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Child support payments may be changed after reduction in income

Divorces that involve children can be especially stressful for the entire family. After the divorce is final, the primary custody of the children will often be given to one parent, and the other will have visitation rights and be asked to pay child support. Some parents in Massachusetts asked to pay child support worry that they might be asked to continue making payments that they can't afford if there is a change in their income. 

One couple divorced after 19 years of marriage. Custody of their child was awarded to the mother, and the father was asked to pay $1,700 per month in child support and maintenance payments. The father filed multiple motions to modify the payments over the next few years because of fluctuations in his income.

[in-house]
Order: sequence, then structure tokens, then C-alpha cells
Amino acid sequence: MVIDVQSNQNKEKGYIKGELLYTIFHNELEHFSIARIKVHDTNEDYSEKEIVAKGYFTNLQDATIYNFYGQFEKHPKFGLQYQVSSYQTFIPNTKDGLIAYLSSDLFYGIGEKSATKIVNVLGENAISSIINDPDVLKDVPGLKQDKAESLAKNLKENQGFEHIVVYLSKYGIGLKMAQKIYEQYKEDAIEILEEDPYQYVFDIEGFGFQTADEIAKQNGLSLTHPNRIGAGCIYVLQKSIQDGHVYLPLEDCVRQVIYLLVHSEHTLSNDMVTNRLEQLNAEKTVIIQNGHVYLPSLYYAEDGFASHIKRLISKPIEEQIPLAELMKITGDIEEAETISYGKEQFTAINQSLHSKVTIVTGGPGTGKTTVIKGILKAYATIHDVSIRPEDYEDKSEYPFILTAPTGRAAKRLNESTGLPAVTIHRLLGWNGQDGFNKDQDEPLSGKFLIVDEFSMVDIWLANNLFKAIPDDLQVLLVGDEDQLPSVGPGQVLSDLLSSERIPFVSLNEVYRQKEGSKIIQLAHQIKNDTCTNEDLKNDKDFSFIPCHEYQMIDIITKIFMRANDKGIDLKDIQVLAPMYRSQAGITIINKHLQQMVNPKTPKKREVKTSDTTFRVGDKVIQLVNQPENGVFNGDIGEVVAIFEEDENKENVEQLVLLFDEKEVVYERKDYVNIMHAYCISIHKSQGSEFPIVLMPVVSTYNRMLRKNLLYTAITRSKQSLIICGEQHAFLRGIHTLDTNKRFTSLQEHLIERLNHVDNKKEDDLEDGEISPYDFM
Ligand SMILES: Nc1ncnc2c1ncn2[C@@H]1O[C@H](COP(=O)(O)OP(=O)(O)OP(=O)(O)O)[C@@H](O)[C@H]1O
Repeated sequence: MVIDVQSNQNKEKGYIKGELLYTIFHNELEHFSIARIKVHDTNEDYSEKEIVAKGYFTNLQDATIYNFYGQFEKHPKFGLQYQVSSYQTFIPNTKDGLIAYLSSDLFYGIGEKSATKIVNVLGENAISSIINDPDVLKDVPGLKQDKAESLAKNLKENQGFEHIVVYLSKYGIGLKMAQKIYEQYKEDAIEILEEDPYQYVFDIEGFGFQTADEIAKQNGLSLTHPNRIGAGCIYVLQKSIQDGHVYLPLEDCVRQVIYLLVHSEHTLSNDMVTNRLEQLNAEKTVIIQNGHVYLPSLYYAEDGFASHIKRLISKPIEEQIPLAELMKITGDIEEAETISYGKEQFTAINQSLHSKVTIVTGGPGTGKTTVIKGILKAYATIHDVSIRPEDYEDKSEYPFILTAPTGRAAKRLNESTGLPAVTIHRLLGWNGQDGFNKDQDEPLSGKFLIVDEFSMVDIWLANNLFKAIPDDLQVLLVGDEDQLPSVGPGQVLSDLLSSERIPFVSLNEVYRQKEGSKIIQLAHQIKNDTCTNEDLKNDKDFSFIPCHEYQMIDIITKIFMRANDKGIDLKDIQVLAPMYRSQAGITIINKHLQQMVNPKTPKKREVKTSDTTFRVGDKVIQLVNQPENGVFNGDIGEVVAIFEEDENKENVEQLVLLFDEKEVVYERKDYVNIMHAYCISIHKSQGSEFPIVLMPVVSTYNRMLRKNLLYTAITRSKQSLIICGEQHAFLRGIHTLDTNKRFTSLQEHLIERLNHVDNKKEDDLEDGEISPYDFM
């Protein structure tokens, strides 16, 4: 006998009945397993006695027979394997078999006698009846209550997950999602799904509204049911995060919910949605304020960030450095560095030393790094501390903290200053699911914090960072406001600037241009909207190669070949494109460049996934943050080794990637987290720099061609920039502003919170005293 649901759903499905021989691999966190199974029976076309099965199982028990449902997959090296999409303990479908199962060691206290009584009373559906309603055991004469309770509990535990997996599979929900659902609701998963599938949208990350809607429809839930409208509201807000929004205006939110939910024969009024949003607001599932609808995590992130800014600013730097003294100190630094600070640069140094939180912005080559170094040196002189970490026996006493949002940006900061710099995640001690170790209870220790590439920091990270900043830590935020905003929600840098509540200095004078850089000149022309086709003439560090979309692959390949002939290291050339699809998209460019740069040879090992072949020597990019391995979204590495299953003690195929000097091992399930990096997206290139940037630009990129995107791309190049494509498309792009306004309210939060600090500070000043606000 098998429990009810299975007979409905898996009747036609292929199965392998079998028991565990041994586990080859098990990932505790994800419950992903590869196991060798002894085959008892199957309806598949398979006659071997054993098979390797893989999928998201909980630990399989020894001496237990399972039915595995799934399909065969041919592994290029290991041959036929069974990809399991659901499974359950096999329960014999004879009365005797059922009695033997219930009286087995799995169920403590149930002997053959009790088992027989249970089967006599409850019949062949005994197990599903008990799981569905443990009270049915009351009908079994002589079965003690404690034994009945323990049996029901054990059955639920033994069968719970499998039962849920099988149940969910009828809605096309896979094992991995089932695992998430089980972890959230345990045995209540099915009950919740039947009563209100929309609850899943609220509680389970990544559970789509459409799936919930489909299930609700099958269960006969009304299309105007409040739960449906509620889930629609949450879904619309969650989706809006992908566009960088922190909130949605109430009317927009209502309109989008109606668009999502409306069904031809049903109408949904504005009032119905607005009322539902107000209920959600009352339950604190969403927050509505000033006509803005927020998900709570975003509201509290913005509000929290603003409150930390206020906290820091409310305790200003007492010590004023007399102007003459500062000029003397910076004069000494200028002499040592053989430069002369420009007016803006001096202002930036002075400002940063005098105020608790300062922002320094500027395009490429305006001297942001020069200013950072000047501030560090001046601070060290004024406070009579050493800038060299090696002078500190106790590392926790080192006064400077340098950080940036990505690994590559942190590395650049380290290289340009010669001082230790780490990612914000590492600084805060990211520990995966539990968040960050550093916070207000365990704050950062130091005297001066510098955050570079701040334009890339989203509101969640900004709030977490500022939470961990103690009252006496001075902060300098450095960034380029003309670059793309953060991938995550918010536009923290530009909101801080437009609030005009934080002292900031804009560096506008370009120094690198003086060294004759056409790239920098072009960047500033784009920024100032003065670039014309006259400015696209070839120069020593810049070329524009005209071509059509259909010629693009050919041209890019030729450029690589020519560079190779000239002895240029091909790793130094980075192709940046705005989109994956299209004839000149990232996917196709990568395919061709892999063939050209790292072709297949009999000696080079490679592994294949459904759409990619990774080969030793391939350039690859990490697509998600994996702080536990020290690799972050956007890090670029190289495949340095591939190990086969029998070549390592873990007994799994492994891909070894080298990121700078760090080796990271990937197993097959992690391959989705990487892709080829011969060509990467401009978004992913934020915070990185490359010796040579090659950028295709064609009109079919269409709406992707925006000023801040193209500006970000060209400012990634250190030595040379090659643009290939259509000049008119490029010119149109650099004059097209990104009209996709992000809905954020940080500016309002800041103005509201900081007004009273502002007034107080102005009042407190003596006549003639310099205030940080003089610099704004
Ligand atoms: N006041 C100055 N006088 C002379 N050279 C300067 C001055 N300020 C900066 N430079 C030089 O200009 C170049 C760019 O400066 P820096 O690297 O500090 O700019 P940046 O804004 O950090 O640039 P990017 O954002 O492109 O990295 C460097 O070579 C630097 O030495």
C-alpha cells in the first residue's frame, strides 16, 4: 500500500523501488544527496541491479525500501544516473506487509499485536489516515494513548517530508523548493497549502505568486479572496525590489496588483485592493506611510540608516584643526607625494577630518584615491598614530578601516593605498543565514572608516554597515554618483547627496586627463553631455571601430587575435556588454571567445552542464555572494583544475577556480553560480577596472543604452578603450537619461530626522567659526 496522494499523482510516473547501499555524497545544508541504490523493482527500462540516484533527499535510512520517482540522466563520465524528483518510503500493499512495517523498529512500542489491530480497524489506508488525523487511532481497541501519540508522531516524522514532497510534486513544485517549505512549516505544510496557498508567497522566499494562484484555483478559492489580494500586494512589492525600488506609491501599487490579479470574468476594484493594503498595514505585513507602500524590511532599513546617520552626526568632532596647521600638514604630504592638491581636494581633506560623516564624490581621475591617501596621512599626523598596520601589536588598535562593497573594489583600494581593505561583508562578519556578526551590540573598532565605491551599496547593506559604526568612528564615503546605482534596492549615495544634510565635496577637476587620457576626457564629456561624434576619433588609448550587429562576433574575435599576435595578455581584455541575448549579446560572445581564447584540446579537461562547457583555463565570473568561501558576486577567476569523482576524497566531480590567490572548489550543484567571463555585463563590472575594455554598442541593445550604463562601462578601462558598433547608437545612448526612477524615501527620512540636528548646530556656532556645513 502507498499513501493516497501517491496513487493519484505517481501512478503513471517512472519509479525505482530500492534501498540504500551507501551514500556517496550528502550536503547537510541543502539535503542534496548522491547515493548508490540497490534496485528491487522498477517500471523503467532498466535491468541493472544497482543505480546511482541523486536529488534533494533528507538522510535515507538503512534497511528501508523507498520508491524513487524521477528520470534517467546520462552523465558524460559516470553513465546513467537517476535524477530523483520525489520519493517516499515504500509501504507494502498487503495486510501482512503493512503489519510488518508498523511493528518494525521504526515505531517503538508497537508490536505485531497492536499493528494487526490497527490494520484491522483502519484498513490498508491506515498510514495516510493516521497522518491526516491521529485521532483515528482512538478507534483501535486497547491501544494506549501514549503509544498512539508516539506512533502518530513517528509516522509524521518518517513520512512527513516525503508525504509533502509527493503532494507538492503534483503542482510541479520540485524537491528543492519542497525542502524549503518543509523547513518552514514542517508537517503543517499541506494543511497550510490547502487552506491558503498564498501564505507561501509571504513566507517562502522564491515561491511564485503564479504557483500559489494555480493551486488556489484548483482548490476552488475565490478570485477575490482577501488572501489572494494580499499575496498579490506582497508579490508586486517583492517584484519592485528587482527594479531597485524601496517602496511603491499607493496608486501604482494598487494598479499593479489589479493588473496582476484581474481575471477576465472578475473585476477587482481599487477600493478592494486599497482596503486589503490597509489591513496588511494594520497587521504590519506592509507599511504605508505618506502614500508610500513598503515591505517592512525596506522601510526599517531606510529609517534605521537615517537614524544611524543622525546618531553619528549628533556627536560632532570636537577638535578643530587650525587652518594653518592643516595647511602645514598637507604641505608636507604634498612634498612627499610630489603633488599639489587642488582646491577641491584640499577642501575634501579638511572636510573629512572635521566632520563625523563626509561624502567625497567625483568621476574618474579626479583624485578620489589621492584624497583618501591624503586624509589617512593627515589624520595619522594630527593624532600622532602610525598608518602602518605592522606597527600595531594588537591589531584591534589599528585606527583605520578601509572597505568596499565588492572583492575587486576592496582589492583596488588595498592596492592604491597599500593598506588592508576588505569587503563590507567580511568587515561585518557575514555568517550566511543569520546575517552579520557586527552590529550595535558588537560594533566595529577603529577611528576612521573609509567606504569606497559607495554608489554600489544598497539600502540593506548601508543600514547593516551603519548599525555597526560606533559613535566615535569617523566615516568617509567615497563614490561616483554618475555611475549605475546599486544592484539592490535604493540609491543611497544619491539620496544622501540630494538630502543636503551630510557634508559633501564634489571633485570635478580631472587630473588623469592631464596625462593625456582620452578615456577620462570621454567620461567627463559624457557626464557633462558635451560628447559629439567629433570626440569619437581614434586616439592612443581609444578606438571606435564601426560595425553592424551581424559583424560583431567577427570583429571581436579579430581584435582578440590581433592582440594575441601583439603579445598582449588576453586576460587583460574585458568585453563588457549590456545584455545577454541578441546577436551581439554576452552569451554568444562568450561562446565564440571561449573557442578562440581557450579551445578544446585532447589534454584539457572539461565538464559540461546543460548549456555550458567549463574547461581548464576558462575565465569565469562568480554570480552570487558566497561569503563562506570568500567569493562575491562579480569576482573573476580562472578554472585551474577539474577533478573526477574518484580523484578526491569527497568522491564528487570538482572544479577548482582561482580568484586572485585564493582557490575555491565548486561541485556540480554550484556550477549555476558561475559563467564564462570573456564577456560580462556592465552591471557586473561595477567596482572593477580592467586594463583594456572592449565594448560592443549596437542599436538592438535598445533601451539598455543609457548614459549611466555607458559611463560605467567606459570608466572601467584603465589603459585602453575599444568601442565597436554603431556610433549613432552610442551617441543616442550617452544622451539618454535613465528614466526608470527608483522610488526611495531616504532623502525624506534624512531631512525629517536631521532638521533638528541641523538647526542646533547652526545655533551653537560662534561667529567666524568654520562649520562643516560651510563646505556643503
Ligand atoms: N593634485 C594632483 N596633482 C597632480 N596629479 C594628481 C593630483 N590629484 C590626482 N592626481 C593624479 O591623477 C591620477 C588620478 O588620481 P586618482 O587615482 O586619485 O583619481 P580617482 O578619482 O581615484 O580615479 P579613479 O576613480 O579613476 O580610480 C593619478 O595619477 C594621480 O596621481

In 2013, during his second appeal, the father presented evidence that he had been drawing on his savings account in order to make the child support and maintenance payments. He provided evidence that the balances of both his checking and savings accounts had been severely reduced over the course of about two years. His savings were reduced from nearly $70,000 to less than $50,000, and his checking account balance was reduced by $10,000. These changes to his income were the reason that the father requested for his child support payments be reduced and the spouse maintenance payments be removed. 

The court found that in addition to the father's reduced income the mother had found two part-time jobs. She did not appear to have searched for a more steady source of income, and she had not drawn money from her savings accounts since the divorce. After considering all of the information on both sides, the court approved the reduction in child support payments.

Consulting a professional may be the best course of action for Massachusetts parents who are struggling to continue making their child support payments. An attorney may be able to help his or her client determine if it is possible to get the payments reduced. A lawyer might also be able to help the client to gather the proper documents that are needed to prove the change in income. 

Source: madisonrecord.com, "Fifth District Appellate Court affirms ruling on child support and maintenance", Sara McCleary, Sept. 27, 2017

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